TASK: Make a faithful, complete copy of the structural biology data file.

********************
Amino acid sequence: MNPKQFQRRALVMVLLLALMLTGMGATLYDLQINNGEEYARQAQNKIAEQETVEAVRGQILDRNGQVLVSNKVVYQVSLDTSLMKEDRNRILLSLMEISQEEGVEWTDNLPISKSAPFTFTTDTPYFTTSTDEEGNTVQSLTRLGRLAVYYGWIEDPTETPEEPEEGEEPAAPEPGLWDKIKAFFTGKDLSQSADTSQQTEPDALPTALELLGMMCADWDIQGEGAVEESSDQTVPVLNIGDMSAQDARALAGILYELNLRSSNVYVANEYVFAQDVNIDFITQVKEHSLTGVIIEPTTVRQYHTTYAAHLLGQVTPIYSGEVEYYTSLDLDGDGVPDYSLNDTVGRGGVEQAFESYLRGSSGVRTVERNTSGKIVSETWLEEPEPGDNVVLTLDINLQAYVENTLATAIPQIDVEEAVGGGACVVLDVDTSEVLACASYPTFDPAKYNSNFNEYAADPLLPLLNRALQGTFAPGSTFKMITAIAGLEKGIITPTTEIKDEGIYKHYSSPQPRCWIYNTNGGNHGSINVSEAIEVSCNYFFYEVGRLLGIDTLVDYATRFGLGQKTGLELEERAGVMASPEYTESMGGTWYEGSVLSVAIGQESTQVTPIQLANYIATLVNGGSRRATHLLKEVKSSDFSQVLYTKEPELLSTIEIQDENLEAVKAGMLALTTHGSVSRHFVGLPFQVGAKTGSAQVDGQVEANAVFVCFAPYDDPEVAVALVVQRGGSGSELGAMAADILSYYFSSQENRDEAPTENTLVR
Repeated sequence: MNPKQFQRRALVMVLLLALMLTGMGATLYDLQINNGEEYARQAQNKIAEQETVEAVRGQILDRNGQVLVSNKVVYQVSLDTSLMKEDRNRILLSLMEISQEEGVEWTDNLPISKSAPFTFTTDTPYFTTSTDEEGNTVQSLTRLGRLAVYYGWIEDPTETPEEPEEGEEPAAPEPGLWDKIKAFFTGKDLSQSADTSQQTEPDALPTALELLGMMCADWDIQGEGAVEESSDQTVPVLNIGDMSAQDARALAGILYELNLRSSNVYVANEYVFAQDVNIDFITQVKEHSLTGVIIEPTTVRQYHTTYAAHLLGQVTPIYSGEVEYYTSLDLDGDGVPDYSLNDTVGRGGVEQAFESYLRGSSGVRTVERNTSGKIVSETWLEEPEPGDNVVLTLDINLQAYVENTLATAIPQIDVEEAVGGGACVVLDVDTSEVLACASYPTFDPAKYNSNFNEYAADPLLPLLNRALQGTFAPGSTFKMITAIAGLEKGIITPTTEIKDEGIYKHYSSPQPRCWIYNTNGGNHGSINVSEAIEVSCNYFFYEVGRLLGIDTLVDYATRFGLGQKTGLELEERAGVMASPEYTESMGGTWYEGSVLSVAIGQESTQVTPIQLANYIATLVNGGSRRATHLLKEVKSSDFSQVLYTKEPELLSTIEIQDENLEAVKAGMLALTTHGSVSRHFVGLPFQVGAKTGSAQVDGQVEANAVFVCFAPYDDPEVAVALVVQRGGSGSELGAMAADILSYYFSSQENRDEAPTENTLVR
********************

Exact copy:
Amino acid sequence: MNPKQFQRRALVMVLLLALMLTGMGATLYDLQINNGEEYARQAQNKIAEQETVEAVRGQILDRNGQVLVSNKVVYQVSLDTSLMKEDRNRILLSLMEISQEEGVEWTDNLPISKSAPFTFTTDTPYFTTSTDEEGNTVQSLTRLGRLAVYYGWIEDPTETPEEPEEGEEPAAPEPGLWDKIKAFFTGKDLSQSADTSQQTEPDALPTALELLGMMCADWDIQGEGAVEESSDQTVPVLNIGDMSAQDARALAGILYELNLRSSNVYVANEYVFAQDVNIDFITQVKEHSLTGVIIEPTTVRQYHTTYAAHLLGQVTPIYSGEVEYYTSLDLDGDGVPDYSLNDTVGRGGVEQAFESYLRGSSGVRTVERNTSGKIVSETWLEEPEPGDNVVLTLDINLQAYVENTLATAIPQIDVEEAVGGGACVVLDVDTSEVLACASYPTFDPAKYNSNFNEYAADPLLPLLNRALQGTFAPGSTFKMITAIAGLEKGIITPTTEIKDEGIYKHYSSPQPRCWIYNTNGGNHGSINVSEAIEVSCNYFFYEVGRLLGIDTLVDYATRFGLGQKTGLELEERAGVMASPEYTESMGGTWYEGSVLSVAIGQESTQVTPIQLANYIATLVNGGSRRATHLLKEVKSSDFSQVLYTKEPELLSTIEIQDENLEAVKAGMLALTTHGSVSRHFVGLPFQVGAKTGSAQVDGQVEANAVFVCFAPYDDPEVAVALVVQRGGSGSELGAMAADILSYYFSSQENRDEAPTENTLVR
Repeated sequence: MNPKQFQRRALVMVLLLALMLTGMGATLYDLQINNGEEYARQAQNKIAEQETVEAVRGQILDRNGQVLVSNKVVYQVSLDTSLMKEDRNRILLSLMEISQEEGVEWTDNLPISKSAPFTFTTDTPYFTTSTDEEGNTVQSLTRLGRLAVYYGWIEDPTETPEEPEEGEEPAAPEPGLWDKIKAFFTGKDLSQSADTSQQTEPDALPTALELLGMMCADWDIQGEGAVEESSDQTVPVLNIGDMSAQDARALAGILYELNLRSSNVYVANEYVFAQDVNIDFITQVKEHSLTGVIIEPTTVRQYHTTYAAHLLGQVTPIYSGEVEYYTSLDLDGDGVPDYSLNDTVGRGGVEQAFESYLRGSSGVRTVERNTSGKIVSETWLEEPEPGDNVVLTLDINLQAYVENTLATAIPQIDVEEAVGGGACVVLDVDTSEVLACASYPTFDPAKYNSNFNEYAADPLLPLLNRALQGTFAPGSTFKMITAIAGLEKGIITPTTEIKDEGIYKHYSSPQPRCWIYNTNGGNHGSINVSEAIEVSCNYFFYEVGRLLGIDTLVDYATRFGLGQKTGLELEERAGVMASPEYTESMGGTWYEGSVLSVAIGQESTQVTPIQLANYIATLVNGGSRRATHLLKEVKSSDFSQVLYTKEPELLSTIEIQDENLEAVKAGMLALTTHGSVSRHFVGLPFQVGAKTGSAQVDGQVEANAVFVCFAPYDDPEVAVALVVQRGGSGSELGAMAADILSYYFSSQENRDEAPTENTLVR